I was 15 when my Grandma first became gravely ill, and lost her leg. She died when I was 18 years old, my freshmen year of college. For three years, I drove her back and forth to my uncle’s house where she cared painstakingly for his child. I helped her with her walker, I took her to some of her hospital and prosthetic appointments all by myself. When she fell into a diabetic comma one day, I was the one that found her passed out and sweating profusely on the couch. I am the one that took her to wal mart and helped her shop. When the electric chairs were available, I was the one walking around the store scanning the aisles for her salt and peppered head. I took her to her dialysis appointments in the mornings and dropped her off. I loved her so much my heart will never be whole again without her.
And yet, 6 years later, I am walking around with this feeling in my heart that I do not deserve love and security and happiness because she did not have them. I am punishing myself for not loving her more, for not taking better care of her when I had her. I was young, I didn’t know the extent of her sorrow, I was dumb and naive and I didn’t realize how much in my older years I would regret the lack of help I offered to her. Our whole family should have gone above and beyond for her, and we shitted out in the end, and didn’t do our most loving and gentle mother any justice. I know she loves us all still even as she turns in her grave at the state of things in all our lives. But I know she wouldn’t want me to feel this way.
I’ve been feeling like my grief is a big bully sitting on me, pushing my face into the ground and making me eat dirt. You don’t deserve love, you don’t deserve to be happy, you don’t deserve nice things. I realized that I’ve been very invested in making myself feel bad because I think I deserve to feel bad. I have been crying out for a religion, I need someone to believe in who is better than me, who will take away this pain and sorrow by releasing me of the regret and guilt I feel by forgiving me, but there is no one for me to believe in to forgive me. I have difficulty forgiving myself… I won’t say I can’t. It will just be so hard to forgive myself for my imagined slights when they feel so monstrously huge and hideous to me.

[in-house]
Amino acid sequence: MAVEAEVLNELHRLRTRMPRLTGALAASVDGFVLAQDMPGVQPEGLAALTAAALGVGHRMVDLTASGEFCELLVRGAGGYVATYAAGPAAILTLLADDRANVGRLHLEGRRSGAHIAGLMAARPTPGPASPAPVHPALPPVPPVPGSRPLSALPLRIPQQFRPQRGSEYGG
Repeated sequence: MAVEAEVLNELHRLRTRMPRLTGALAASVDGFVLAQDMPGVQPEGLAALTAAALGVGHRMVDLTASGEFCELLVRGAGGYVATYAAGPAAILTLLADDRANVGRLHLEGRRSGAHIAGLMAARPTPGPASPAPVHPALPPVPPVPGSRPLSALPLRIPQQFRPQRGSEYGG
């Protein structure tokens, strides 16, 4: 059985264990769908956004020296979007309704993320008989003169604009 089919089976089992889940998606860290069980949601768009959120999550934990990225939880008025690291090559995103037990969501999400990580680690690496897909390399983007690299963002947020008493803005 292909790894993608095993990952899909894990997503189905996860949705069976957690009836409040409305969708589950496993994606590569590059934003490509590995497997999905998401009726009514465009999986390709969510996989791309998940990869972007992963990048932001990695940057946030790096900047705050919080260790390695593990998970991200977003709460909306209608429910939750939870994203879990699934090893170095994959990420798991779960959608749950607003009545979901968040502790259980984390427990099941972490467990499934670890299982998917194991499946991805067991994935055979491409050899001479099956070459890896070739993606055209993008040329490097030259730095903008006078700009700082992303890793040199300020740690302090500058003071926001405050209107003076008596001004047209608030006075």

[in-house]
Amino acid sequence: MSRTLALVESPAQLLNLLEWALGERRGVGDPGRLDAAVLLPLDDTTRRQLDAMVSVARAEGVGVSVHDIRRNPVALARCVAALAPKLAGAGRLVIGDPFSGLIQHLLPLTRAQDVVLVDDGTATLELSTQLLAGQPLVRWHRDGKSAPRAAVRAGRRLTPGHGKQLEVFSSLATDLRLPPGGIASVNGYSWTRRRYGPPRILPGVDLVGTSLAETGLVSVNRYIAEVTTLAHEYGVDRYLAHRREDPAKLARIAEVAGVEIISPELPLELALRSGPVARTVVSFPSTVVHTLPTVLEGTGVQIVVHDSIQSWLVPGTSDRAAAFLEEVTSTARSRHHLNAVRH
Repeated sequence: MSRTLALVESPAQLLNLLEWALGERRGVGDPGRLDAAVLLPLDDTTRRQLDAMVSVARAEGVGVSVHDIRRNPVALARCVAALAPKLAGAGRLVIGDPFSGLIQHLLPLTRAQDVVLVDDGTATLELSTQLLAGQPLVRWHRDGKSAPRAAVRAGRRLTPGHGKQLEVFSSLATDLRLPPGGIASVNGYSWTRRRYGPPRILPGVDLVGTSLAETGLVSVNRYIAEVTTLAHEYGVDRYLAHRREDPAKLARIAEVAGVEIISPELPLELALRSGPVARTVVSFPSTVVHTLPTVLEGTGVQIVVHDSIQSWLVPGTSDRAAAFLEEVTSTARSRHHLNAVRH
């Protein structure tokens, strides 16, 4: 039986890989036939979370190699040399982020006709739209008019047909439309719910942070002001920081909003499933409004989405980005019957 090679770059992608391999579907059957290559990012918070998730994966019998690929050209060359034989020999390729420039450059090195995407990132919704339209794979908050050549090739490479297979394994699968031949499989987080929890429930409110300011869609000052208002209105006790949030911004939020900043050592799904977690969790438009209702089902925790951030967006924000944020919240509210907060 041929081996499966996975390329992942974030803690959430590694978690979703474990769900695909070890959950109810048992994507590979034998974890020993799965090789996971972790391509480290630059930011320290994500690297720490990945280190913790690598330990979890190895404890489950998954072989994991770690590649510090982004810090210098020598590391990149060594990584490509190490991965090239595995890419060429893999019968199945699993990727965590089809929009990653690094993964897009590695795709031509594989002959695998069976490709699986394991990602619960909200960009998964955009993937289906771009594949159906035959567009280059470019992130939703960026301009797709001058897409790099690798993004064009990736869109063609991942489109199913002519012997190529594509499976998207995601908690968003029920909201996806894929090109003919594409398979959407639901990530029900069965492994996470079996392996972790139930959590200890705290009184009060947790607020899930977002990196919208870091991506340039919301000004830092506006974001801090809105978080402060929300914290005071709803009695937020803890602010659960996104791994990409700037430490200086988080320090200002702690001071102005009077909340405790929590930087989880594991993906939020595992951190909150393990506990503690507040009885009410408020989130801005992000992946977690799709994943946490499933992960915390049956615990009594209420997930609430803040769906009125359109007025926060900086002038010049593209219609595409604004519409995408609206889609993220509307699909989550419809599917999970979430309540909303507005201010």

But I see now that it can be done. I see that the reason I was invested in making myself feel bad or worthless is because I was invested in being sad. I thought being sorrowful brought me closer to Granny, made me more like her, proved that I missed her the most. But I did not love her for her sorrow and her pain, and she would shake her head sadly at me trying to replicate and carry on her pain. I know she wants me to get up off my knees and stop eating dirt, stand up proud and go on. I know she knows I loved her. I know I still love her, I know her love is still inside of me. I can align myself with her in better, healthier ways that will benefit everyone instead of spreading my pain and negative attitude. I can choose to be a light, I can choose not to let these demons overpower me. I am stronger than my inner darkness. I have light within, as do we all. I can align myself with her by carrying on in her gentle spirit, the thing I loved the most, by choosing to live a life of honor, grace, and humility as she did. I have had enough of the heart of darkness, and I am moving into the light. I shall cower no more, I am more than my negativity. I can choose to be different, because different can be an improvement, and I shouldn’t be afraid to improve my life. I deserve to have a life I can be proud of, now only I must live it, and I hope you will realize your power, too.